BLOOMFIELD – When a high-ranking Vatican official visits a community, heads turn. When that official later becomes pope, pages turn.
Seventy-five years ago this month, Cardinal Eugenio Pacelli became the first papal secretary of state to visit the United States, and his 8,000-mile, 30-day tour of the country included Connecticut. Wearing his black ermine cape, red zucchetto and black cassock, the tall, slim, 60-year-old cardinal inspired awe and respect wherever he traveled.
He was the guest of Hartford-born Genevieve Garvan Brady of Long Island, a papal benefactor. During his visit, Cardinal Pacelli may have quietly changed the course of U.S.-Vatican relations for the better, in ways that did not immediately become evident.
In Hartford’s Catholic Legacy: Leadership (Archdiocese of Hartford, 1999), Sister of Mercy Dolores Liptak writes: "His stopovers in Connecticut, including the cathedral, St. Joseph College, Mount St. Joseph Academy, and St. Thomas Seminary, were to take on even greater significance when, just three years after his visit, he ascended to the papacy as Pope Pius XII" (309).
But why was he in America?
The country was in the depths of the Great Depression. Republican Alf Landon was challenging Democratic President Franklin D. Roosevelt in a hard-fought campaign focusing on New Deal policies. Father Charles E. Coughlin of Michigan was scandalizing Americans with anti-Semitic radio rants that also criticized FDR’s policies as "communistic."
The Catholic Transcript
noted in an editorial on Oct. 8, the day the cardinal arrived in New York on the liner Conte di Savoia, that rumors that he was here for a specific papal agenda were wrong. "Were it in order to correct Father Coughlin and his Bishop, the official and accredited representative of His Holiness would be ordered to do the job," the Transcript editorial stated. "That’s his business, and no outsider, however eminent, will be called upon to do the work, unpleasant though it may be."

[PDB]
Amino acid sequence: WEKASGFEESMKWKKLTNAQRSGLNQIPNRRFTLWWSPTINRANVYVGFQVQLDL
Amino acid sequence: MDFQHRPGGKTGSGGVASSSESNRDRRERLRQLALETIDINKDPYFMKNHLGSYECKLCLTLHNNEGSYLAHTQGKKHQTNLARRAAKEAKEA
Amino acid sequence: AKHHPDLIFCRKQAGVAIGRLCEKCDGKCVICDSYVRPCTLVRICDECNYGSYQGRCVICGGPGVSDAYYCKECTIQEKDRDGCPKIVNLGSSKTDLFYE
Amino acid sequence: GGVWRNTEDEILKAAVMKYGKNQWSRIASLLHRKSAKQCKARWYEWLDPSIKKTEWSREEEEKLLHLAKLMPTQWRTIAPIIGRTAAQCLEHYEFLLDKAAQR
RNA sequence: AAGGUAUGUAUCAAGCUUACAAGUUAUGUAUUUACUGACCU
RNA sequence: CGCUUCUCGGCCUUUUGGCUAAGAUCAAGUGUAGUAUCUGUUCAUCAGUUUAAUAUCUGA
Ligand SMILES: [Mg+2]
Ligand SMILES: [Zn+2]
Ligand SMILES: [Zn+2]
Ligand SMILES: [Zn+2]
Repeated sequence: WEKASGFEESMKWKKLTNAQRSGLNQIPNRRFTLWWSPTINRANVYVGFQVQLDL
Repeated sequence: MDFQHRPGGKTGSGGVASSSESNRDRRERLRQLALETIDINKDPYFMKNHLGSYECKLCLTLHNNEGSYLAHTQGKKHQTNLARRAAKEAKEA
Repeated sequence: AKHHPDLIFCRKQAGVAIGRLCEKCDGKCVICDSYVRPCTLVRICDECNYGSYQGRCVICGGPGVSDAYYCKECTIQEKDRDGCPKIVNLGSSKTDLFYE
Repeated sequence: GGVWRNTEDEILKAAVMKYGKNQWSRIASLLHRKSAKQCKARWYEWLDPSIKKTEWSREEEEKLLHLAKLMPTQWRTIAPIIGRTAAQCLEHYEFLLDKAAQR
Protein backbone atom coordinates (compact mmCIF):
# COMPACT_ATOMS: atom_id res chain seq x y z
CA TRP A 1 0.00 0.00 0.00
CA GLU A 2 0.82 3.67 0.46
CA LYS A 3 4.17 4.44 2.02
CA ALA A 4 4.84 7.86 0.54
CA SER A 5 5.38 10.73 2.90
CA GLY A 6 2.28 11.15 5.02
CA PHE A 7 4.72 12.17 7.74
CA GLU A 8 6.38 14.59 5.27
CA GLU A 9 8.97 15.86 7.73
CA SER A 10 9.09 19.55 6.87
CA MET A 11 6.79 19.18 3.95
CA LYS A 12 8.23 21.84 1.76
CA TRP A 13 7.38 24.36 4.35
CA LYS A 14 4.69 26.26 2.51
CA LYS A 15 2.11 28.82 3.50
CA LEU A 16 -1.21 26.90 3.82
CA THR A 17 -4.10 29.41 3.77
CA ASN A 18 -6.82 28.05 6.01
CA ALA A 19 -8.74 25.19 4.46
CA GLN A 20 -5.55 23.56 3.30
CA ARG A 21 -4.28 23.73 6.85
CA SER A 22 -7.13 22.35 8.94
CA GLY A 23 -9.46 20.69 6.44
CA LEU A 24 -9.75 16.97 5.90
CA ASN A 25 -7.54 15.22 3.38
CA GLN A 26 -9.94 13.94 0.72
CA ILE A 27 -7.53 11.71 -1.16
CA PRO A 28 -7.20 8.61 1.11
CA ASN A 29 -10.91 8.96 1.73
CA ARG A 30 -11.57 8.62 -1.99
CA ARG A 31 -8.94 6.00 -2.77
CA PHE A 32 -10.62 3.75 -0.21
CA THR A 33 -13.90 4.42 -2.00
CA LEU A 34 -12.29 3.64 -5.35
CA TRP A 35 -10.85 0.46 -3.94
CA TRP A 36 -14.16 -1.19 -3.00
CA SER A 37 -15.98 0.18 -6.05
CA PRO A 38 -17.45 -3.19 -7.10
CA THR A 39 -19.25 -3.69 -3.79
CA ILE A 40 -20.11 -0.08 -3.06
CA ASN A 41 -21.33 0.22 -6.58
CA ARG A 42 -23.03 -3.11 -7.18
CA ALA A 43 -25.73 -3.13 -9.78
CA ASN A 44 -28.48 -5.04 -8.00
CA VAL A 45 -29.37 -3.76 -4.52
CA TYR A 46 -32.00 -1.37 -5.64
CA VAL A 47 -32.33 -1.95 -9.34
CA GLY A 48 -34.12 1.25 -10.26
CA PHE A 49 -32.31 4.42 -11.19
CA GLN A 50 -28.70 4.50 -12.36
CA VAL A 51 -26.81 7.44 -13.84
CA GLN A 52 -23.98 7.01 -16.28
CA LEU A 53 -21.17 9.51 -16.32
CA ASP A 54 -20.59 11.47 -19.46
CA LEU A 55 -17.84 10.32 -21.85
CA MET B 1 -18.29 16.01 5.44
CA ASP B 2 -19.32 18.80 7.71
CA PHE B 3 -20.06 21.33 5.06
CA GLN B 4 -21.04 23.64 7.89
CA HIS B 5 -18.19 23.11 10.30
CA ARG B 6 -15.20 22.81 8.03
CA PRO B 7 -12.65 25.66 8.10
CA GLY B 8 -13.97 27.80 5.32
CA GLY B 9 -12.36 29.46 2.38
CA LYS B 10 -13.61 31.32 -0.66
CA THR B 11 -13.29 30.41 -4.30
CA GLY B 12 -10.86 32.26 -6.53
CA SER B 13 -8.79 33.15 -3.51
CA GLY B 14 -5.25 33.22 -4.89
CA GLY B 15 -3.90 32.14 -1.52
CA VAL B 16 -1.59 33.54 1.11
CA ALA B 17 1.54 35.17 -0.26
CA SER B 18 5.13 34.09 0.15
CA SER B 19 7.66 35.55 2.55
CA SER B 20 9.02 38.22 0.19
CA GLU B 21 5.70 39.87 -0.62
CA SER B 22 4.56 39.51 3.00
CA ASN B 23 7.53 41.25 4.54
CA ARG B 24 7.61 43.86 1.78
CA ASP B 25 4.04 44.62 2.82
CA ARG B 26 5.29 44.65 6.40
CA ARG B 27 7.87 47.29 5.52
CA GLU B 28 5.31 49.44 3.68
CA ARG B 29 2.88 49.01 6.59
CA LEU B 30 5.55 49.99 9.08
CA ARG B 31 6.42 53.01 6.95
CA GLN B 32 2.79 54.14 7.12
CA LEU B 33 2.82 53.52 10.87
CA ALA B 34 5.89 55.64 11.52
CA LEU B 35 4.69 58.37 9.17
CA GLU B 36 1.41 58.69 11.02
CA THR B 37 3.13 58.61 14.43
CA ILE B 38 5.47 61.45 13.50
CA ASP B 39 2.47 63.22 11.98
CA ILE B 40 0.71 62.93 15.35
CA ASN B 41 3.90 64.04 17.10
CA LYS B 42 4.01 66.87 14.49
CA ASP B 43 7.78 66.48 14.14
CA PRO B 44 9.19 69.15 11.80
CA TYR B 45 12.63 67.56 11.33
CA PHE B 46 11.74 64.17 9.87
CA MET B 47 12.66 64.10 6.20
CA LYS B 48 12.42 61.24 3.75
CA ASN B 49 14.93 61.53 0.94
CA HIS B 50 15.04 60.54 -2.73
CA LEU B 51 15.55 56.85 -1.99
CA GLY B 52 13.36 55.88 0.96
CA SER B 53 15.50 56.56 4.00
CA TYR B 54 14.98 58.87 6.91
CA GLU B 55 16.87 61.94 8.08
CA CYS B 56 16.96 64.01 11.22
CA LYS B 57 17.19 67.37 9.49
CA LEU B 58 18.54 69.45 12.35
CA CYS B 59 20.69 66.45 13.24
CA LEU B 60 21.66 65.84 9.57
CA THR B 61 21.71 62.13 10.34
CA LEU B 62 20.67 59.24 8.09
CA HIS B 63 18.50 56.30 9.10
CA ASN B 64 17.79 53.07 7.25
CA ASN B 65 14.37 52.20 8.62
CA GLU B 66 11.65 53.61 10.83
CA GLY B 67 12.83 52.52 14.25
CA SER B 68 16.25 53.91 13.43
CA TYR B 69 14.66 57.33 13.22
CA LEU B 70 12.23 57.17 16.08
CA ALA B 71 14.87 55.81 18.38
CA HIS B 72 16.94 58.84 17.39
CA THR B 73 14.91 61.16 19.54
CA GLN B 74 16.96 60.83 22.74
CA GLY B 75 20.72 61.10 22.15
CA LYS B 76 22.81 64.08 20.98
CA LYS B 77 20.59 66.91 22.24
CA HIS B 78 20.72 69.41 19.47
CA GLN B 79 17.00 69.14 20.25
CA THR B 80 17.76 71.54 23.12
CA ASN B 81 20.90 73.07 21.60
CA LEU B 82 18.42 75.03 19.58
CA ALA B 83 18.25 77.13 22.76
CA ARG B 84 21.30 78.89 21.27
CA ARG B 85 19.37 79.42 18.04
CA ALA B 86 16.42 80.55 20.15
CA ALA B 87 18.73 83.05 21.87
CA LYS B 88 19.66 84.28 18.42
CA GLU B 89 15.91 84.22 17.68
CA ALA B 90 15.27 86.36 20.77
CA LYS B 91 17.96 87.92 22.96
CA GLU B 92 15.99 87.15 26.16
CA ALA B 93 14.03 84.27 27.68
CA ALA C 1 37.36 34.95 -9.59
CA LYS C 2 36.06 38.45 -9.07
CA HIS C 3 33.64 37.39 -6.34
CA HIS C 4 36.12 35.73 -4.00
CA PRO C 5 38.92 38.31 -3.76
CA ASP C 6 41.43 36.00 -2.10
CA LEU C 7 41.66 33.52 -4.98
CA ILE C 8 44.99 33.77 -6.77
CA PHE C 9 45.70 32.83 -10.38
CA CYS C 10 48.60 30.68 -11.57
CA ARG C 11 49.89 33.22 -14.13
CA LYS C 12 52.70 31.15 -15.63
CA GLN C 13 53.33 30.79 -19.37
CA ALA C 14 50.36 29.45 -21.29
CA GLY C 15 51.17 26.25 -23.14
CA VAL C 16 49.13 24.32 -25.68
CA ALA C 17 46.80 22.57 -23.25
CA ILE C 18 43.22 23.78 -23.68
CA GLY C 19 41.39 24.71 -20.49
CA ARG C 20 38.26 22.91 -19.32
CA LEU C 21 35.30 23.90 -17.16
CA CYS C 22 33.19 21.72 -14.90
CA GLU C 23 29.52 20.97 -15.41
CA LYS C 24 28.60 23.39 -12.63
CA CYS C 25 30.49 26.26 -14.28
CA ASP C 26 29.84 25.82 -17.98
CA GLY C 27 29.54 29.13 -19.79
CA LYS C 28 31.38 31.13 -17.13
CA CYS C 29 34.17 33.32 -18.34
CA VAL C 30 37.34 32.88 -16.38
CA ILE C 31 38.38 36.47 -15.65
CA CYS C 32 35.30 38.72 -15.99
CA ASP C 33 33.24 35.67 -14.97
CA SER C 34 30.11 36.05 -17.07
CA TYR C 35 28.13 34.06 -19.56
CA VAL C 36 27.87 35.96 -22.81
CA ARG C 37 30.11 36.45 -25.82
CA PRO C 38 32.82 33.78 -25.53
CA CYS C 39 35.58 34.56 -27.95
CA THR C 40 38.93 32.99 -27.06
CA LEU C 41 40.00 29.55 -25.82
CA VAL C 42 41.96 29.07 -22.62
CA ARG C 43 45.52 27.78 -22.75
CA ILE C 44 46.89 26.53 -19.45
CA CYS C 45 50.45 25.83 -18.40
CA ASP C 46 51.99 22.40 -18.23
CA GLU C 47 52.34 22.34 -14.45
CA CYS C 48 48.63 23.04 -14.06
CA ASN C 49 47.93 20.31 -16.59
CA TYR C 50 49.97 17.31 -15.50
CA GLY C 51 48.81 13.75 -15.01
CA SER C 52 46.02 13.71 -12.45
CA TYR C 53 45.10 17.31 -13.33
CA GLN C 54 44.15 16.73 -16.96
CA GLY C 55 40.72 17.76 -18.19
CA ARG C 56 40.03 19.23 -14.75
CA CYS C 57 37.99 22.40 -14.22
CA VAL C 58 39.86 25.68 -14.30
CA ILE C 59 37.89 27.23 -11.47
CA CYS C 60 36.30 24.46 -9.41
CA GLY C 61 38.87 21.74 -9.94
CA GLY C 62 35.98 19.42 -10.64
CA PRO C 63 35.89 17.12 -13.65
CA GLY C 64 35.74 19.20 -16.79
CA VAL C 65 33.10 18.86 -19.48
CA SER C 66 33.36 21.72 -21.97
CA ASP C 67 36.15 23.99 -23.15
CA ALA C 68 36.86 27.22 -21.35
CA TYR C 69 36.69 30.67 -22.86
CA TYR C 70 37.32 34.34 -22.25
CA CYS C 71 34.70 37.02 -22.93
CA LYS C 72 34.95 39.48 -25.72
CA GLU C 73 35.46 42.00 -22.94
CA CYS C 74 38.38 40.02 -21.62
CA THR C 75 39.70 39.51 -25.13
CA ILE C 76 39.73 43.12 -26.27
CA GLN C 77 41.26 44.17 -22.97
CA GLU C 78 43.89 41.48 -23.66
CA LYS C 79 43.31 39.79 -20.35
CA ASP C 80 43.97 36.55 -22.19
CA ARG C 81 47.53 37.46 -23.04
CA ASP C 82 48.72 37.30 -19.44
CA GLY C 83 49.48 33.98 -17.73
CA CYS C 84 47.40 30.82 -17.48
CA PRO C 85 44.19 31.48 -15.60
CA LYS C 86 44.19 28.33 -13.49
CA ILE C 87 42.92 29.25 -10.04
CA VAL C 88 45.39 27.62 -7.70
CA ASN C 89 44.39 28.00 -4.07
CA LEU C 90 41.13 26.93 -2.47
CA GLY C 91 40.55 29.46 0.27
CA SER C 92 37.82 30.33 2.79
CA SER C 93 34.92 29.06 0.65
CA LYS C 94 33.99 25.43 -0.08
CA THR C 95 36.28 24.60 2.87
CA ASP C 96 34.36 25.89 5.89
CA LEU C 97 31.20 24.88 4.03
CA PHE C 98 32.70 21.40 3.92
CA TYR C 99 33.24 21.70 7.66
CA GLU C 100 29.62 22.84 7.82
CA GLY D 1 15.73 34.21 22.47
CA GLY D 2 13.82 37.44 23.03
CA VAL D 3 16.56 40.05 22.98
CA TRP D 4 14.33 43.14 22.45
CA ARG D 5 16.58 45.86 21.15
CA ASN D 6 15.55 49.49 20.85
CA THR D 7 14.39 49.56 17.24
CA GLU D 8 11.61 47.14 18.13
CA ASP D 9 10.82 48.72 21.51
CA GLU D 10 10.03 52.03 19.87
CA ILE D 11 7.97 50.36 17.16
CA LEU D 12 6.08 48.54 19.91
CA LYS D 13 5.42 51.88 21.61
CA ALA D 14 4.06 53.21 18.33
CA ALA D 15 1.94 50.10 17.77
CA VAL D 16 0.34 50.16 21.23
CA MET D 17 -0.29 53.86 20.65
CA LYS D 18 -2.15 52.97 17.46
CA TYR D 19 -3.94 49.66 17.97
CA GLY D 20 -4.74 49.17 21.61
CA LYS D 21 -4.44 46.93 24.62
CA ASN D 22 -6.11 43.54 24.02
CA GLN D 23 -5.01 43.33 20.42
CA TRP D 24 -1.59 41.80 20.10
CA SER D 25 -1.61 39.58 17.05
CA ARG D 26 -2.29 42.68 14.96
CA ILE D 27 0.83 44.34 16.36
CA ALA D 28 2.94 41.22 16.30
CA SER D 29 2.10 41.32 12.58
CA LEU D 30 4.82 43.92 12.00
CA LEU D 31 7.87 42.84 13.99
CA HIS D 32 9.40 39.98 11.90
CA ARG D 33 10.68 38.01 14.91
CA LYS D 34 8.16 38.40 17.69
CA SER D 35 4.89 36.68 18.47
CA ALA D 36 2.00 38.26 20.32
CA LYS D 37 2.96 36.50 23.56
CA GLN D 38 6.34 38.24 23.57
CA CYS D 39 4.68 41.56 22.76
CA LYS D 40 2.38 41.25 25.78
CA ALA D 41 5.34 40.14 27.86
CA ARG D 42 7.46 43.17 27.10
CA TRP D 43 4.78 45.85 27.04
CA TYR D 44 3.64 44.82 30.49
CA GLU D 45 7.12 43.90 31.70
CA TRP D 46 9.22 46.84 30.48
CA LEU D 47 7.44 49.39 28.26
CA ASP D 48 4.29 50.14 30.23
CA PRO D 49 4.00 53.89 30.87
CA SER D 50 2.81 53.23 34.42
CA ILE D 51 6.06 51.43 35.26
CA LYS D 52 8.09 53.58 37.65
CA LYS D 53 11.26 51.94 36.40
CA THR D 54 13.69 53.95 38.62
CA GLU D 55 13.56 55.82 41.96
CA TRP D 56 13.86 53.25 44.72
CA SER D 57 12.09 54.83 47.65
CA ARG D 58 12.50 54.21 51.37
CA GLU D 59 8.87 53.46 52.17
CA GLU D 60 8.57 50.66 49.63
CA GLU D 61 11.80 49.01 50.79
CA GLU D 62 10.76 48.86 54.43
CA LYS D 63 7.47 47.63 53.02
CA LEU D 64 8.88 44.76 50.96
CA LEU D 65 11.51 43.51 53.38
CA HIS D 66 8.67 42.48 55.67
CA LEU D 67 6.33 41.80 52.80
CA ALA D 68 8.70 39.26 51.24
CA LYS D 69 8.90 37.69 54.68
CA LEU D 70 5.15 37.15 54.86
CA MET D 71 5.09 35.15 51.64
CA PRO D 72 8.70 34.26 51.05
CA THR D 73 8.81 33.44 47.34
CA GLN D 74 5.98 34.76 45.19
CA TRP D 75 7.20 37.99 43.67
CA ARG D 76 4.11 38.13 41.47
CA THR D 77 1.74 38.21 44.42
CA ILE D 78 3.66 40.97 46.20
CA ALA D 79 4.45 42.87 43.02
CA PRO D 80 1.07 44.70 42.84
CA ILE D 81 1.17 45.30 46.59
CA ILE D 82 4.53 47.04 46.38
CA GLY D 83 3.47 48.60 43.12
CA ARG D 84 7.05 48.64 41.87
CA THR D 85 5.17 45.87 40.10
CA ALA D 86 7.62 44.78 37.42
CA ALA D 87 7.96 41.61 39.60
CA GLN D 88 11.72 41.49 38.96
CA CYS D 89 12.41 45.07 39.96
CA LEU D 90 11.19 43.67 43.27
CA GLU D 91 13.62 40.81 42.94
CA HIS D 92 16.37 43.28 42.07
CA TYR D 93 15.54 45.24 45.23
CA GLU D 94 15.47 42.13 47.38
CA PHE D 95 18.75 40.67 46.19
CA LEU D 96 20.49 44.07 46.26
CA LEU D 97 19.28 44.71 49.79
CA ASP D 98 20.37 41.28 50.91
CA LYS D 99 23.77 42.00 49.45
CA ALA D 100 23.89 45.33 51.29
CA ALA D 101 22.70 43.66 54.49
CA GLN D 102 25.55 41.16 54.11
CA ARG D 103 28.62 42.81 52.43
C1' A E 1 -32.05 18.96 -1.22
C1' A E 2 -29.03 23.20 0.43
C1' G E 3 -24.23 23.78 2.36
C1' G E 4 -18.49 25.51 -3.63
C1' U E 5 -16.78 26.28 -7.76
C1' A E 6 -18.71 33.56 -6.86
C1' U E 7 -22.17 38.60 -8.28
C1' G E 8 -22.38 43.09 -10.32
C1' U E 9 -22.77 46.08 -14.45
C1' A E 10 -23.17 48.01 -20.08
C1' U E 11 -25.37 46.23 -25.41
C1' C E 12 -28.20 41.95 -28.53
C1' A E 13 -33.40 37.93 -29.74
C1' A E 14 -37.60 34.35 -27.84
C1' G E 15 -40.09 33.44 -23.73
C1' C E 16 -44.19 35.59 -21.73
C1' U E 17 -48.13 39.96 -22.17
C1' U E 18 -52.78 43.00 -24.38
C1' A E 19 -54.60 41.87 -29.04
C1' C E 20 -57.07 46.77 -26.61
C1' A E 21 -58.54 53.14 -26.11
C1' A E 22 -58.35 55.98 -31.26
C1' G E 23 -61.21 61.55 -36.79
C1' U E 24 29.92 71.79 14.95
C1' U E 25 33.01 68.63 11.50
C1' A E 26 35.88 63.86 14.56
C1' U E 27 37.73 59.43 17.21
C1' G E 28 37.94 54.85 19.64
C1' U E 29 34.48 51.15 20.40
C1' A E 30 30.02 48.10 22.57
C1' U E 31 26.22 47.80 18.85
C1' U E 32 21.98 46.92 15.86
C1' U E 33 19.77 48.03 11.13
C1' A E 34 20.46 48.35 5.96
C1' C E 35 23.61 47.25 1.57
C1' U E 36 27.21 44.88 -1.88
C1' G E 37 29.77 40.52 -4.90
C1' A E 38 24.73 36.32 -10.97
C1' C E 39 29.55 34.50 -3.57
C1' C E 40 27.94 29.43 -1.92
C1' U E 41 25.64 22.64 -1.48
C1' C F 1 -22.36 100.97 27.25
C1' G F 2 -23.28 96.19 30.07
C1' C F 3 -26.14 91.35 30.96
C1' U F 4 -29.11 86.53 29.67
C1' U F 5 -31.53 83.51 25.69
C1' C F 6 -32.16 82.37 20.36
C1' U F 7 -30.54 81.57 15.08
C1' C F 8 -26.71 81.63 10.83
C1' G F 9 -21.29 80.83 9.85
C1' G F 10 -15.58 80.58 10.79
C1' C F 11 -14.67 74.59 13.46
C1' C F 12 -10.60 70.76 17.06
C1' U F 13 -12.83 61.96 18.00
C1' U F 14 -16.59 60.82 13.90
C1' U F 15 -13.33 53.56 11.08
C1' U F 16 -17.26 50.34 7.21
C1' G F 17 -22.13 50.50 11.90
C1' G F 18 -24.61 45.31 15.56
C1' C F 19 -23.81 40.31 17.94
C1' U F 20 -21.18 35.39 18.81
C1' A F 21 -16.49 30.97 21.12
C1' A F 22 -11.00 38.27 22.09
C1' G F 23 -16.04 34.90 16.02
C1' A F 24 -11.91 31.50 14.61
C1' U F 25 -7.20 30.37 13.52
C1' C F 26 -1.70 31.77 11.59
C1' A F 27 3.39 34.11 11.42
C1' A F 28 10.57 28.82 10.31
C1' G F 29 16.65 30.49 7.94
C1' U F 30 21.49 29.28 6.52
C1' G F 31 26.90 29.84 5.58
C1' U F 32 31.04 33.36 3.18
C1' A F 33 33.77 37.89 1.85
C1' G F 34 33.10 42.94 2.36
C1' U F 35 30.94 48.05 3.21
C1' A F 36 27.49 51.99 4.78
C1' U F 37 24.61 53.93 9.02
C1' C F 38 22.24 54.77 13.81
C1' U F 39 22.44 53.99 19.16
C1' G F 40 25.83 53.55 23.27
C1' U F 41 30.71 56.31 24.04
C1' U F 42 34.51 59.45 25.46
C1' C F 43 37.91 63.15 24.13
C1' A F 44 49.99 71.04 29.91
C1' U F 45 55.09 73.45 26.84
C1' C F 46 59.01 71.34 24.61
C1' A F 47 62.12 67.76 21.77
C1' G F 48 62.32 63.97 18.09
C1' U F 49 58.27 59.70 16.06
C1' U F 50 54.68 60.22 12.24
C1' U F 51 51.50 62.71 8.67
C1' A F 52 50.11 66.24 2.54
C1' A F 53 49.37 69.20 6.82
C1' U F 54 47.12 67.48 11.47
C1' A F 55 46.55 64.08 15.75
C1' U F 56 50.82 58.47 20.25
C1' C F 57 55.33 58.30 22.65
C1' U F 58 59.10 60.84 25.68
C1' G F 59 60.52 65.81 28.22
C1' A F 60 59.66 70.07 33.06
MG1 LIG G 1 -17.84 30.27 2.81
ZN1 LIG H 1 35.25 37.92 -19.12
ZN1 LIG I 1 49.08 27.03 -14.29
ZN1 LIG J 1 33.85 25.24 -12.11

By coincidence – or not – Cardinal Pacelli visited Boston at the same time as Father Coughlin did. The Transcript editorial predicted that "Cardinal Pacelli will leave Father Coughlin alone." But did he? On Nov. 8, 1936, two days after the cardinal met with newly re-elected President Roosevelt at FDR’s Hyde Park, N.Y., home – and a day after the cardinal’s departure for Italy – Father Coughlin announced that he was making his final broadcast. In fact, it was not, but the announcement aroused suspicion. That meeting between FDR and the cardinal has remained secret, and reporters at a press conference afterward were discouraged from asking the cardinal questions about Father Coughlin. Years later, Father Coughlin admitted he had been "silenced."
U.S. Catholic Historian
(Spring 2006) observed that Cardinal Pacelli came also to consult with Catholic leaders, to strengthen United States-Vatican ties and to find ways to enlist U.S. help in curtailing the spread of communism.